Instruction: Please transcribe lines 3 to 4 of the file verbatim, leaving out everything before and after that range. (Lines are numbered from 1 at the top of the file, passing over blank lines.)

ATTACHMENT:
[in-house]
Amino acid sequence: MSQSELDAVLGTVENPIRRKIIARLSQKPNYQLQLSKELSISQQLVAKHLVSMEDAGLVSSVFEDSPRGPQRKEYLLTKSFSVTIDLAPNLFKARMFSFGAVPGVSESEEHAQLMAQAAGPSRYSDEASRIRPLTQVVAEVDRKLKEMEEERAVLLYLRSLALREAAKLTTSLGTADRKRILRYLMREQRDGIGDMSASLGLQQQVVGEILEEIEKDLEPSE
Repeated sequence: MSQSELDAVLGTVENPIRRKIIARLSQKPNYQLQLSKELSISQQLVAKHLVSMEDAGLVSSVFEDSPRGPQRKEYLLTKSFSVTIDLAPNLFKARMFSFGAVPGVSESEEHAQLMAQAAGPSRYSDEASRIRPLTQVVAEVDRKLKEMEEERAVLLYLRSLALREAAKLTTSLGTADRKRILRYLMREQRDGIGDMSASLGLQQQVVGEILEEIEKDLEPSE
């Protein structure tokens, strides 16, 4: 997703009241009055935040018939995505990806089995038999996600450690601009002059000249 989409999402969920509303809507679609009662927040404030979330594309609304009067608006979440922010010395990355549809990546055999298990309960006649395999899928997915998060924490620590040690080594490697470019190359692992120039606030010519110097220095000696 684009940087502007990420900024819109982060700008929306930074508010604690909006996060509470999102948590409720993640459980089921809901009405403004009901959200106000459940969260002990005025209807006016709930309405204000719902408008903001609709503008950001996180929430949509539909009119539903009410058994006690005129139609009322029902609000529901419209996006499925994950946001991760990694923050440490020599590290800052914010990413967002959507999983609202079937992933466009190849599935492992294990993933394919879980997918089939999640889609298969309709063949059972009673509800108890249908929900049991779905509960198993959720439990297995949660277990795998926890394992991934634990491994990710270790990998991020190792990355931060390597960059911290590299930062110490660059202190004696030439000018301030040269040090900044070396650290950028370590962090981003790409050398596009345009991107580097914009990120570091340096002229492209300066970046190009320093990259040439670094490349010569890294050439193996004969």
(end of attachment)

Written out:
Repeated sequence: MSQSELDAVLGTVENPIRRKIIARLSQKPNYQLQLSKELSISQQLVAKHLVSMEDAGLVSSVFEDSPRGPQRKEYLLTKSFSVTIDLAPNLFKARMFSFGAVPGVSESEEHAQLMAQAAGPSRYSDEASRIRPLTQVVAEVDRKLKEMEEERAVLLYLRSLALREAAKLTTSLGTADRKRILRYLMREQRDGIGDMSASLGLQQQVVGEILEEIEKDLEPSE
């Protein structure tokens, strides 16, 4: 997703009241009055935040018939995505990806089995038999996600450690601009002059000249 989409999402969920509303809507679609009662927040404030979330594309609304009067608006979440922010010395990355549809990546055999298990309960006649395999899928997915998060924490620590040690080594490697470019190359692992120039606030010519110097220095000696 684009940087502007990420900024819109982060700008929306930074508010604690909006996060509470999102948590409720993640459980089921809901009405403004009901959200106000459940969260002990005025209807006016709930309405204000719902408008903001609709503008950001996180929430949509539909009119539903009410058994006690005129139609009322029902609000529901419209996006499925994950946001991760990694923050440490020599590290800052914010990413967002959507999983609202079937992933466009190849599935492992294990993933394919879980997918089939999640889609298969309709063949059972009673509800108890249908929900049991779905509960198993959720439990297995949660277990795998926890394992991934634990491994990710270790990998991020190792990355931060390597960059911290590299930062110490660059202190004696030439000018301030040269040090900044070396650290950028370590962090981003790409050398596009345009991107580097914009990120570091340096002229492209300066970046190009320093990259040439670094490349010569890294050439193996004969």